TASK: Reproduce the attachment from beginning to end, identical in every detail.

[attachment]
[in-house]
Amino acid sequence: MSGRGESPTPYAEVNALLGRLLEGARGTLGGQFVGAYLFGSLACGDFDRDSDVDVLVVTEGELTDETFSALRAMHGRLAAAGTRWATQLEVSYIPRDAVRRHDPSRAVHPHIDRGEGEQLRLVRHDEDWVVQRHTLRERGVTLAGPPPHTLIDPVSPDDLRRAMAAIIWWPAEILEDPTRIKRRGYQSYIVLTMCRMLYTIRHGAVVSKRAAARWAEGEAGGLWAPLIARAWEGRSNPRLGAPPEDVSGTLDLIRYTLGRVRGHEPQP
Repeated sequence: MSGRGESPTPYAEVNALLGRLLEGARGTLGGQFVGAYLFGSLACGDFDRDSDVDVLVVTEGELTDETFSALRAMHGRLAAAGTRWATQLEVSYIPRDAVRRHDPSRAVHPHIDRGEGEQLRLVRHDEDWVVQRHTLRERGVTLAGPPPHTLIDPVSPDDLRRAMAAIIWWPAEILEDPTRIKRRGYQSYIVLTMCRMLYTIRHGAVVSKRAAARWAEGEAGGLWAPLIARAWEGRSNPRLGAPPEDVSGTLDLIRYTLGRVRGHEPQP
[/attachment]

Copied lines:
[in-house]
Amino acid sequence: MSGRGESPTPYAEVNALLGRLLEGARGTLGGQFVGAYLFGSLACGDFDRDSDVDVLVVTEGELTDETFSALRAMHGRLAAAGTRWATQLEVSYIPRDAVRRHDPSRAVHPHIDRGEGEQLRLVRHDEDWVVQRHTLRERGVTLAGPPPHTLIDPVSPDDLRRAMAAIIWWPAEILEDPTRIKRRGYQSYIVLTMCRMLYTIRHGAVVSKRAAARWAEGEAGGLWAPLIARAWEGRSNPRLGAPPEDVSGTLDLIRYTLGRVRGHEPQP
Repeated sequence: MSGRGESPTPYAEVNALLGRLLEGARGTLGGQFVGAYLFGSLACGDFDRDSDVDVLVVTEGELTDETFSALRAMHGRLAAAGTRWATQLEVSYIPRDAVRRHDPSRAVHPHIDRGEGEQLRLVRHDEDWVVQRHTLRERGVTLAGPPPHTLIDPVSPDDLRRAMAAIIWWPAEILEDPTRIKRRGYQSYIVLTMCRMLYTIRHGAVVSKRAAARWAEGEAGGLWAPLIARAWEGRSNPRLGAPPEDVSGTLDLIRYTLGRVRGHEPQP